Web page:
Monday, June 15, 2009

Fathers, Fathers, Fathers

In light of this months blog carnival theme, I went looking for a prior post that would fit the bill. Lord knows that posts containing "father content" are plentiful in my little snippet of the blogosphere. Perhaps it's the multi-tasker in me, but I tend to wrap more than one topic into a post so many were only partially applicable. One post I found was great for the carnival...apparently it was so great for the carnival that I'd already submitted it last year. :o) So here I am, one day to go til submission deadline, and I've got some serious bloggers-block.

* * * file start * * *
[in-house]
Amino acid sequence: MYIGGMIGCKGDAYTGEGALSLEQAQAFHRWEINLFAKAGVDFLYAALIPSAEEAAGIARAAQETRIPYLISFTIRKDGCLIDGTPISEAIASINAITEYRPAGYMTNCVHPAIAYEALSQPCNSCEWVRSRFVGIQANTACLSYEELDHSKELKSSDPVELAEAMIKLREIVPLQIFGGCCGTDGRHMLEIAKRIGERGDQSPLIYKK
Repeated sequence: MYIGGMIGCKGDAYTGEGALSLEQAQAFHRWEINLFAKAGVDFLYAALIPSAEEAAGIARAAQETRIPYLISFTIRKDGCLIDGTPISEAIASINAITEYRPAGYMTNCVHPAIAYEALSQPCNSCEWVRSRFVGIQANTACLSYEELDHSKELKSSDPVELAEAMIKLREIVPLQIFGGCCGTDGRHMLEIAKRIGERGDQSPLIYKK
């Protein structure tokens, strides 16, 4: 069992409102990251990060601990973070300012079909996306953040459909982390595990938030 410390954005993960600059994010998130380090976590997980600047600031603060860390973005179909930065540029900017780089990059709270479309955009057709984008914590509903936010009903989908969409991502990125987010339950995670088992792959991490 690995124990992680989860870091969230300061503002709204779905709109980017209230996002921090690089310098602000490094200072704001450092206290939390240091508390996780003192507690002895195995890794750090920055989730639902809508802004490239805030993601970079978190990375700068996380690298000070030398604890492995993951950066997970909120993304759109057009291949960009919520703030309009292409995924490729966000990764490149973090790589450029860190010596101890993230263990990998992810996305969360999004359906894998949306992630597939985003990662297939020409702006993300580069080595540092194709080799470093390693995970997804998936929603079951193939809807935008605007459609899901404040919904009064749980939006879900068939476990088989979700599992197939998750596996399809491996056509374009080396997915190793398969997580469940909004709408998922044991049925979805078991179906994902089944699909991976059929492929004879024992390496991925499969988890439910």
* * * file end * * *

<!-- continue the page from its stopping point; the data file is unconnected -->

While I perused "father issues" posts from the past 16 months I came across alot of valuable things. Some things a reminder on what I need to focus on and other things a realization of what I've accomplished. Father issues are prevalent in my life. Starting with my own father and carrying over into Bianca's lack of a father.